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Tips for Removing and Replacing Old Plumbing Pipes

PVC, Galvanized, Copper Lines, and More; Chances are You Can Fix It

© 2012 by Sarah Harris; all rights reserved; content may not be copied, rewritten, or republished without written permission.

A Plumbing valve; image © Kelly Smith

Every once in a while, we find that our plumbing is failing on us. Pipes can get noisy and leaky for any number of reasons, and even the most reliable plumbing fixtures need periodic maintenance.

In particular, galvanized pipe corrodes from the inside out after time. The older domestic copper would virtually last forever, but the copper pipe imported from China is of such poor quality that it also erodes.

Some of these jobs can be done relatively easily on your own time, but you need to be sure you know what you’re getting into.

Remember these tips for repairing and replacing your old pipes when you decide to take on a plumbing project.

  • Fill Your Tool Box

    The classic blunder of many home owners is going into a project without having all the tools they need.

    As the saying goes, there is a right tool for every job—and if you don’t have the right tools, you’re not going to get the job done right.

    If you don’t already have a tool set varied enough to cover the necessities of your project, ask if you can borrow from a friend or family member. Just don’t try to wing it without the proper tools.

    Or, since you are tackling the job yourself, and saving labor charges, it is justifiable to purchase what you need. After the job is complete, you will still have the tool.
  • Valve Off the Water

    Forgetting to shut off the water before starting plumbing repairs is the cause of some of the most catastrophic mistakes for many do-it-yourself plumbers.

    There is water on city pressure throughout your home’s pipes all the time, not just when you turn on the faucet. Trying to work on a pipe that hasn’t been cut off from its water supply will get you a spray in the face if you’re lucky.

    If you’re not lucky, you could end up flooding rooms and damaging your home, making even more work for yourself. Many homes have a valve where the supply enters the home.

    However, if your building contractor cut corners and didn’t install one for your convenience, you will have to valve it off at the meter—and you will need a special tool for that. They’re cheap at Home Depot.

  • Isolate the Plumbing Repair

    Some of the pipes in your home are made from ABS or PVC. These are tough plastic materials that can stand up to all the chemicals that run through your pipes every day.

    They are durable, but may become brittle over time and occasionally needs replacing. Fittings for these pipes are attached using solvent glue which is difficult to remove, so the best way to get around this is often to cut out the old section of pipe with a hacksaw and install new fittings.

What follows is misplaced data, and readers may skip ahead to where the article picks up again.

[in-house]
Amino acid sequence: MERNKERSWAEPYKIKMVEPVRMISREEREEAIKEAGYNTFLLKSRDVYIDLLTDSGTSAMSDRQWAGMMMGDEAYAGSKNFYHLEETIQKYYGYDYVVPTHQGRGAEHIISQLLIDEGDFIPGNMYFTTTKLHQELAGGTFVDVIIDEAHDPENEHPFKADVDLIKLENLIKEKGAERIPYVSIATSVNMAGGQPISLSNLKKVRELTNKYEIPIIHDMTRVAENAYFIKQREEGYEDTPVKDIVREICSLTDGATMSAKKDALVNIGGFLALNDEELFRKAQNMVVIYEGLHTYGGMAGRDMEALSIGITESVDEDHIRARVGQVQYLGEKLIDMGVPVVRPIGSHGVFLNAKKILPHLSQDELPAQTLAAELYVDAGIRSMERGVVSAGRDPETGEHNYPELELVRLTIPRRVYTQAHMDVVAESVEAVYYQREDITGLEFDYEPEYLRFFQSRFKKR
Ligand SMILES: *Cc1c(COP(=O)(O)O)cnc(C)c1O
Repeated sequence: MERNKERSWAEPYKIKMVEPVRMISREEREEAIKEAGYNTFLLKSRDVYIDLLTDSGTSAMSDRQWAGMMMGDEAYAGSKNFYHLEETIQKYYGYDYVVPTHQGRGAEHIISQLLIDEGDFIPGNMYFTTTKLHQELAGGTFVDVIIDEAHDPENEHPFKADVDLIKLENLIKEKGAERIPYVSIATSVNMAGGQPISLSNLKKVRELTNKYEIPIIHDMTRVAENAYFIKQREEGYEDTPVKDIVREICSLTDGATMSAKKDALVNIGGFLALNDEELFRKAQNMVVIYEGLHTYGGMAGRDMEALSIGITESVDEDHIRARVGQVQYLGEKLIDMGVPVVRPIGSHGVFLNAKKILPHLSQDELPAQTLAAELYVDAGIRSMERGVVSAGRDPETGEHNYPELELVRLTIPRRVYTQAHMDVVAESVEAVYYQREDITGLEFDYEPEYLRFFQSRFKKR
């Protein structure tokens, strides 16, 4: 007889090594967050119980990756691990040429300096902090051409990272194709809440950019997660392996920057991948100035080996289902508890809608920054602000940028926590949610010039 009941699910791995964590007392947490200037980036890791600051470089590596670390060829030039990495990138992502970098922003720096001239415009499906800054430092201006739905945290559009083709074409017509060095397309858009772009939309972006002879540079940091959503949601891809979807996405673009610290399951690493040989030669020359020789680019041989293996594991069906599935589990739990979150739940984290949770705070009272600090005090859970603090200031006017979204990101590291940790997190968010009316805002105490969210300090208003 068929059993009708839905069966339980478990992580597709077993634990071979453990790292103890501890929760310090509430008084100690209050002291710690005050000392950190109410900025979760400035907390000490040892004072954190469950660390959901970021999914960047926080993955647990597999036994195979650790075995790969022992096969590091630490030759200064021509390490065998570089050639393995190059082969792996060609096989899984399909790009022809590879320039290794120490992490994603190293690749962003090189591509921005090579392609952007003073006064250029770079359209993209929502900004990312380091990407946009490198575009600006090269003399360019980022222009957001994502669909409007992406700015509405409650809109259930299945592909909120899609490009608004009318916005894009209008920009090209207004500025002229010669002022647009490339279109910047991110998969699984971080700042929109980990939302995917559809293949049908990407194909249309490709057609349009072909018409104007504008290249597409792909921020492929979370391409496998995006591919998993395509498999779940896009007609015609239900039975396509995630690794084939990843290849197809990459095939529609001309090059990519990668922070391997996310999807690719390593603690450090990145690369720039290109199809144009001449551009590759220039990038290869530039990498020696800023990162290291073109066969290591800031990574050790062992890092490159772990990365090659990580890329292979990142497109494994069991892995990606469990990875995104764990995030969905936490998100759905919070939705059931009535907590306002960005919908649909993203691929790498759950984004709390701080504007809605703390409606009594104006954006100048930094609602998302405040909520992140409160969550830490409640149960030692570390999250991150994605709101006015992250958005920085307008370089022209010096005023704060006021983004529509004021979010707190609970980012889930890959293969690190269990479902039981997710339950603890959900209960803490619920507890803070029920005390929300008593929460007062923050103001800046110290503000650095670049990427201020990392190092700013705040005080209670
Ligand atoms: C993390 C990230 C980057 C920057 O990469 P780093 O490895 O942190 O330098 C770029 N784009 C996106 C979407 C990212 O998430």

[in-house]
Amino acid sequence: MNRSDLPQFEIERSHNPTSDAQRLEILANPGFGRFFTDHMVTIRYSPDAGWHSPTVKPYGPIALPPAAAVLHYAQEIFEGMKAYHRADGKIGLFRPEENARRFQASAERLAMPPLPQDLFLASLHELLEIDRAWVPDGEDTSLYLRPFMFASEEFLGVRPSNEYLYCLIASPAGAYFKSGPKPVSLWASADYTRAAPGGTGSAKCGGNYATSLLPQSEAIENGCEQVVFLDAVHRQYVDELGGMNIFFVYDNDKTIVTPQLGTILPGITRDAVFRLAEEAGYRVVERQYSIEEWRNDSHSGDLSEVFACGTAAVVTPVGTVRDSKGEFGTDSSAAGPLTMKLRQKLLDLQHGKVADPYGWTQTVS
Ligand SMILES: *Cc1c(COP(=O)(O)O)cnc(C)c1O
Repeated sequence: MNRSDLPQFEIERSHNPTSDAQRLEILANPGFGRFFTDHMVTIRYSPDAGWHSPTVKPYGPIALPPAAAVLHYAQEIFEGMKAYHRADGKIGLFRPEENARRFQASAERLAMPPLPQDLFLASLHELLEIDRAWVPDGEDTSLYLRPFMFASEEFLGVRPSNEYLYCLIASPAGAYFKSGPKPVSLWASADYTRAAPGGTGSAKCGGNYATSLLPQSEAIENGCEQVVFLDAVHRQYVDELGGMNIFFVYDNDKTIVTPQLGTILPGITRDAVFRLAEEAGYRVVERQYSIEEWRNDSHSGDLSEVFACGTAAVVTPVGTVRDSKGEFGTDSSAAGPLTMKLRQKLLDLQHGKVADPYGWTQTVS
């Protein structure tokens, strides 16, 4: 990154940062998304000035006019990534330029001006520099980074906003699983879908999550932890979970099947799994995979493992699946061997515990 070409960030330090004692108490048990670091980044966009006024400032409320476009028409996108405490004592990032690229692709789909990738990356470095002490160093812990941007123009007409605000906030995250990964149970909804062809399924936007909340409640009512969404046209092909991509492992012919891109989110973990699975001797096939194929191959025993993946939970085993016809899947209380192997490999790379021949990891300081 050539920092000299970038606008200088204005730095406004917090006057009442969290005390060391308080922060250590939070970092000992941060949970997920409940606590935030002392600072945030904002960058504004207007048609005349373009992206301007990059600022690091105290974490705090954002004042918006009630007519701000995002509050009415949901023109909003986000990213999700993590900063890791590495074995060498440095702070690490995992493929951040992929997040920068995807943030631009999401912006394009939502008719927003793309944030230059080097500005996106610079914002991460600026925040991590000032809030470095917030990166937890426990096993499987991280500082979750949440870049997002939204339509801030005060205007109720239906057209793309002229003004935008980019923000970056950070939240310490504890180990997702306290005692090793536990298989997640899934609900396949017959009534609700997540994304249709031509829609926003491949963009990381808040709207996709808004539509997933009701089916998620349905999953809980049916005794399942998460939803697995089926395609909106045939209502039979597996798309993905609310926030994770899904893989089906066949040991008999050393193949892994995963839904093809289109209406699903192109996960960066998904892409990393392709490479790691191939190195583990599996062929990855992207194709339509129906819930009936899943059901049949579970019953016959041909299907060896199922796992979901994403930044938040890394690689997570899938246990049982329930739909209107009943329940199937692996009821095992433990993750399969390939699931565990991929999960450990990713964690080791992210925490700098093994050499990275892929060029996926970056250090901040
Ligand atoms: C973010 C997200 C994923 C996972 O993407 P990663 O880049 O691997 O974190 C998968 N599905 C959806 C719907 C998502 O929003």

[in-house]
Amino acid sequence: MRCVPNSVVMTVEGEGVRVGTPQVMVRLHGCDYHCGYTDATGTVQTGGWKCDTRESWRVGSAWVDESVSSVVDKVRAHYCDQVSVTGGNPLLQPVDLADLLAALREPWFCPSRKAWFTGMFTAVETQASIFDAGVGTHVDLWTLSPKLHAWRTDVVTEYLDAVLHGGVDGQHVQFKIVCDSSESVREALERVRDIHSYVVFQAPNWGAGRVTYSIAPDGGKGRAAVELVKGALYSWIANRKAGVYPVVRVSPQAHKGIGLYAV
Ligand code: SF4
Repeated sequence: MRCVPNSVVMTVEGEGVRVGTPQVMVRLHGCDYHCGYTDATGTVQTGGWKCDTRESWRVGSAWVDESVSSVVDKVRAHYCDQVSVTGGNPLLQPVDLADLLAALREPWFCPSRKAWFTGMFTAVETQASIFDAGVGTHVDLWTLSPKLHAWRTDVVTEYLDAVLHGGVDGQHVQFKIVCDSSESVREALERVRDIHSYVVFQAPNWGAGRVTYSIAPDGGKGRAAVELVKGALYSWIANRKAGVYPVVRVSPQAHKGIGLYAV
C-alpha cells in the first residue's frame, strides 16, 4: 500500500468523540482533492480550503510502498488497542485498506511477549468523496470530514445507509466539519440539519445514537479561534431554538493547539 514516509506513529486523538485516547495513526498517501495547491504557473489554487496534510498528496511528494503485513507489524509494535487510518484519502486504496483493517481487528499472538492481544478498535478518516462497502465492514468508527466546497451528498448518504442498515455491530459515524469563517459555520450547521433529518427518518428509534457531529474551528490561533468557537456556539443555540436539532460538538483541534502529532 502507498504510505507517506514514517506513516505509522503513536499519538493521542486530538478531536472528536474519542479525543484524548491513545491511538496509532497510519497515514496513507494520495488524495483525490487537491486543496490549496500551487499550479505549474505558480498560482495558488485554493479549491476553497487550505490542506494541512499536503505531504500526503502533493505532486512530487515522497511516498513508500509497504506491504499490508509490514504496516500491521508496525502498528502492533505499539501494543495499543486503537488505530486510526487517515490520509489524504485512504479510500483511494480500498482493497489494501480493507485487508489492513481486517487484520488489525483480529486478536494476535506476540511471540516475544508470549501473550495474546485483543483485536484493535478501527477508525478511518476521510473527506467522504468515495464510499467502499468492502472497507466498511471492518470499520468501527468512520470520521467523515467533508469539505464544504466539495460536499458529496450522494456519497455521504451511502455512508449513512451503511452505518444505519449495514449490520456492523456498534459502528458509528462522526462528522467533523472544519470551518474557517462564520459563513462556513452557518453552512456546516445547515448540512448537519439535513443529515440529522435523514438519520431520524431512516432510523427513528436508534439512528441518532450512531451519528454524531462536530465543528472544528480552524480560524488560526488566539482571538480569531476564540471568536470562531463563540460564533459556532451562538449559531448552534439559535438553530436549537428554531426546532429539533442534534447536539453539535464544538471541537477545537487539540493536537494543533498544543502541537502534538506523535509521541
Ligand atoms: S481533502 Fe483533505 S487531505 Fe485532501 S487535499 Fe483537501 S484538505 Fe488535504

You may have galvanized steel pipes. You will need a pair of pipe wrenches to unscrew pipe sections from the fittings. With small diameter pipe you can work with Channellock 12 in. tongue and groove pliers.

  • Consider a Patch Job

    For your metal pipes, removing and replacing an entire section of pipe can be a difficult task. When you start to unscrew one end of a pipe, you’re tightening the other end.

    The difficulty of getting around problems like this often makes it easier to patch a leaky pipe when possible. Patch kits for pipes can be found at most hardware stores.

    Alternately, you can make your own patches using a piece of heavy rubber—heavy sheet rubber is a good material for pipe patches. Use two or three hose clamps to hold your patch in place; it makes a reliable fix that can last for years.

  • Reassemble the Job

    If you are working with steel, you will probably need to have your pipe cut and threaded. Just take the old material to Home Depot to match and they will do it very inexpensively or even free if you purchase everything there.

    When you reassemble, don’t forget to use plenty of Teflon® tape on the threads.

    If working with plastic, just cut everything to length with your hacksaw. Then, dry-fit all the parts to make sure everything is perfect. When you reassemble, first apply PVC primer and let it dry (just takes a second; it is very volatile).

    Next, just apply PVC cement over the primer and put it together. Work quickly though; the open time is rather short.

    If you happen to be working with copper lines, you can cut it with a hack saw, and then you will have to sweat the joints to make the connections. For this, you will need a small torch, flux, and solder.

  • Always Test Your Repair

    Valve the water supply back on slowly and let it come back to city pressure while checking for leaks. It is easier if a helper mans the valve while you keep an eye on the work.

    Run the water at the faucet, toilet, etc. that is affected by the repair. Make any tightening adjustments needed.

  • Know When to Quit

    Plumbing isn’t easy or predictable, which is why companies like Filan & Conner exist to lend a hand when you get in over your head.

    You might run into old lead or ceramic pipes, corroded joints, or any number of other problems. Improperly tightening or loosening a pipe could damage surrounding pipes and increase your problems.

    If you feel like you’re diving a bit too deep, don’t hesitate to call in the professionals.

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